Clinical Professor, Anesthesiology, Perioperative and Pain Medicine at StanfordUniversity School of Medicine
Outstanding contribution and commitment, Indonesia Society of Obstetric
Anesthesia and Indonesian Society of Regional Anesthesia (2010)
The H. B. Fairley, MBBS, Teaching excellence award, Department of
Anesthesia, Stanford University School of Medicine (2009)
Stanford Anesthesia Teaching Scholar, Anesthesia Department, Stanford
University School of Medicine (2009)
Honorarium Member, Paranaense Society of Anesthesiology (2008)
The Paradigm Shift of Anesthesiology Training after the COVID-19
Anesthesiologists have been on the frontlines of the COVID-19 pandemic as airway, Intensive Care Unit (ICU), and Perioperative Medicine specialists. At most Academic Anesthesiology Programs, trainees account for a significant proportion of their workforce. Although COVID-19 has perturbed Graduate Medical Education (GME) in all specialties, hands-on disciplines (including Anesthesiology) have been affected the most.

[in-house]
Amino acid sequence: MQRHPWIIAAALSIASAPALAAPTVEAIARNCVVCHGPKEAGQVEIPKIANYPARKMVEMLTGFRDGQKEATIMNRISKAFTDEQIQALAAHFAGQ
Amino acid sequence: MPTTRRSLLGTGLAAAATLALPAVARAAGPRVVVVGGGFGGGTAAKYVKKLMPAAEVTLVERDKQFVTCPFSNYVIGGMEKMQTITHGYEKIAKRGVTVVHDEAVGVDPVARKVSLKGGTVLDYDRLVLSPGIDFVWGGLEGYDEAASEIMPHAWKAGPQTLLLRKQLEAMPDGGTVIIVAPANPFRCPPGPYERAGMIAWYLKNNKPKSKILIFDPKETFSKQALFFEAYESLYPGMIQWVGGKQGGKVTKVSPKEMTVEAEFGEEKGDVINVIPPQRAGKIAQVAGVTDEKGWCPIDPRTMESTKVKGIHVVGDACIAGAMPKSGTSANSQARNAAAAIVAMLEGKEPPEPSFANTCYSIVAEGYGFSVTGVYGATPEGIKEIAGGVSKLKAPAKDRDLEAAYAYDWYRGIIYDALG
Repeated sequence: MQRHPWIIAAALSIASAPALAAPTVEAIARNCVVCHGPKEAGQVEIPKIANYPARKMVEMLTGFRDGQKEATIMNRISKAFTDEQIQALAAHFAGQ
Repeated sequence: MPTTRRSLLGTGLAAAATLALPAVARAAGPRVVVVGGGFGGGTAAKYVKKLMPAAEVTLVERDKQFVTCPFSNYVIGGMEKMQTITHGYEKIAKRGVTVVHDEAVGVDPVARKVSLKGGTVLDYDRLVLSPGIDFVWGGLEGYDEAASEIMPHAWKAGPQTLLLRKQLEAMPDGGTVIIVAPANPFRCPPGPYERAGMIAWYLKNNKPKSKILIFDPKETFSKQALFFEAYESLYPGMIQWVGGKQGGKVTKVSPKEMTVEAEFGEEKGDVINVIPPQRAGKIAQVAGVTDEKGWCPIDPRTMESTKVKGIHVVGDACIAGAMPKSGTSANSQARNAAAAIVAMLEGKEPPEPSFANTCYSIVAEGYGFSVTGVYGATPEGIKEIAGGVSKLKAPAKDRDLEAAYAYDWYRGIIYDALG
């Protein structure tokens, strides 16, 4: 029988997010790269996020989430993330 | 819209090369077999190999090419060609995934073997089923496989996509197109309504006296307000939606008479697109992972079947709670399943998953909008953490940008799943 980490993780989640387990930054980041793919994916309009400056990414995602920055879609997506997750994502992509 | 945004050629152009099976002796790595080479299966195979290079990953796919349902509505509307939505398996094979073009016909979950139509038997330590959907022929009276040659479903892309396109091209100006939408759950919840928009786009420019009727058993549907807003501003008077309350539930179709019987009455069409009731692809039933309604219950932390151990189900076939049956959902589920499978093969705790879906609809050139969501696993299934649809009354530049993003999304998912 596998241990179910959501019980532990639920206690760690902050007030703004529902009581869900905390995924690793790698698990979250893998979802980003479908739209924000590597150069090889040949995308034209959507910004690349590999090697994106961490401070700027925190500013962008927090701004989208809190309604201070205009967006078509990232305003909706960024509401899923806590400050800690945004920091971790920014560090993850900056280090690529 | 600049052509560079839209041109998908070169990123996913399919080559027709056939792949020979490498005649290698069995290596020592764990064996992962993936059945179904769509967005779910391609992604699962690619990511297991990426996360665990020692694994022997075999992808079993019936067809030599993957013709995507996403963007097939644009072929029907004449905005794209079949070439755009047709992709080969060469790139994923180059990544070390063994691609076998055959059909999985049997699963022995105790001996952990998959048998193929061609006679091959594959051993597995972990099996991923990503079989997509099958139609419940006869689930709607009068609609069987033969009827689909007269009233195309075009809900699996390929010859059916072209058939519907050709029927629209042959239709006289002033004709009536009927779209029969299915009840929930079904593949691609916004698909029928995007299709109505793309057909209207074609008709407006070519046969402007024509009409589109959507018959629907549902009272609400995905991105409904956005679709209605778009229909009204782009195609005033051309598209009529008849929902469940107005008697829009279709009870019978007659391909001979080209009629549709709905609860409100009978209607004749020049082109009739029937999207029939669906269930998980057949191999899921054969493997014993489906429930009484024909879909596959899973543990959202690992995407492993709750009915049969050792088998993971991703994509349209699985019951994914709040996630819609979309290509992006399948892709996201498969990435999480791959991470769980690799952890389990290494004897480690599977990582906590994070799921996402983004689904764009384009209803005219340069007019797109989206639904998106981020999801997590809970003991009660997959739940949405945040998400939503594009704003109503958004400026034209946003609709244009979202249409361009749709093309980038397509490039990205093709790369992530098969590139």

It is our hope that this pandemic, despite its many costs, has provided an avenue of rapid growth in Anesthesiology training. Engaging online learning environments may supplant the banal slide presentation. System-level committee participation and the structured wellness of our trainees may remain central foci of residency training. Our trainees are uniquely positioned to lead in this pandemic (and the next). Training programs have responded broadly to the stresses of COVID-19, and these actions should serve as guides for needed national standards and objectives that will guide the future of Anesthesiology training.